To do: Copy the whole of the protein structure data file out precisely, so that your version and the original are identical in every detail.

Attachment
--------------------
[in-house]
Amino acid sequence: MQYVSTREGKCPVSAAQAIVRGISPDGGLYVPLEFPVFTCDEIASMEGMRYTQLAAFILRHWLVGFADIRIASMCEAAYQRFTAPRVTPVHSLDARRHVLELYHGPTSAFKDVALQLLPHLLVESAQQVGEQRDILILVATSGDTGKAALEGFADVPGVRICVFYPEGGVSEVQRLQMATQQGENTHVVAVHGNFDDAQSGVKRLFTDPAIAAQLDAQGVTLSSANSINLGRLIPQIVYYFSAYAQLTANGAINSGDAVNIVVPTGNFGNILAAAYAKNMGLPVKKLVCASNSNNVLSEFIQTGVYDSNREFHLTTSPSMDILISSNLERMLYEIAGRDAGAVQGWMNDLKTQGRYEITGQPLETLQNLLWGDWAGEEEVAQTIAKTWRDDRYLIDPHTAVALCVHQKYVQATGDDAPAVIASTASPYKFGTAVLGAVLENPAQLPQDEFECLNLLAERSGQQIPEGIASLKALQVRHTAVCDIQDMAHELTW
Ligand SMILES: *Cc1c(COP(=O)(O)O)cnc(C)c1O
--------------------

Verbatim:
[in-house]
Amino acid sequence: MQYVSTREGKCPVSAAQAIVRGISPDGGLYVPLEFPVFTCDEIASMEGMRYTQLAAFILRHWLVGFADIRIASMCEAAYQRFTAPRVTPVHSLDARRHVLELYHGPTSAFKDVALQLLPHLLVESAQQVGEQRDILILVATSGDTGKAALEGFADVPGVRICVFYPEGGVSEVQRLQMATQQGENTHVVAVHGNFDDAQSGVKRLFTDPAIAAQLDAQGVTLSSANSINLGRLIPQIVYYFSAYAQLTANGAINSGDAVNIVVPTGNFGNILAAAYAKNMGLPVKKLVCASNSNNVLSEFIQTGVYDSNREFHLTTSPSMDILISSNLERMLYEIAGRDAGAVQGWMNDLKTQGRYEITGQPLETLQNLLWGDWAGEEEVAQTIAKTWRDDRYLIDPHTAVALCVHQKYVQATGDDAPAVIASTASPYKFGTAVLGAVLENPAQLPQDEFECLNLLAERSGQQIPEGIASLKALQVRHTAVCDIQDMAHELTW
Ligand SMILES: *Cc1c(COP(=O)(O)O)cnc(C)c1O